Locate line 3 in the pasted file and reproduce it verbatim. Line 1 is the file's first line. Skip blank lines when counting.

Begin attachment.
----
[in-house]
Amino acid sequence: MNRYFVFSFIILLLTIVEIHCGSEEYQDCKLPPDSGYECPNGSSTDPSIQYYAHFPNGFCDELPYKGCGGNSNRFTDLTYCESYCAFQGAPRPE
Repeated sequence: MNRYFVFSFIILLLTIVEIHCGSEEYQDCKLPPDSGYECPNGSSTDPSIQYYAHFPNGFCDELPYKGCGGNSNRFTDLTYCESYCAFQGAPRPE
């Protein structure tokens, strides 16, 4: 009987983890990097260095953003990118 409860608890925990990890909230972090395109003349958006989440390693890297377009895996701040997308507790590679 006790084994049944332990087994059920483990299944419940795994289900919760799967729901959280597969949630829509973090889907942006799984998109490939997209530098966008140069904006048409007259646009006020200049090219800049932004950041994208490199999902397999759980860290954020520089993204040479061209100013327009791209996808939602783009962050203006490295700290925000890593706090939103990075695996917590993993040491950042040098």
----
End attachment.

Repeated sequence: MNRYFVFSFIILLLTIVEIHCGSEEYQDCKLPPDSGYECPNGSSTDPSIQYYAHFPNGFCDELPYKGCGGNSNRFTDLTYCESYCAFQGAPRPE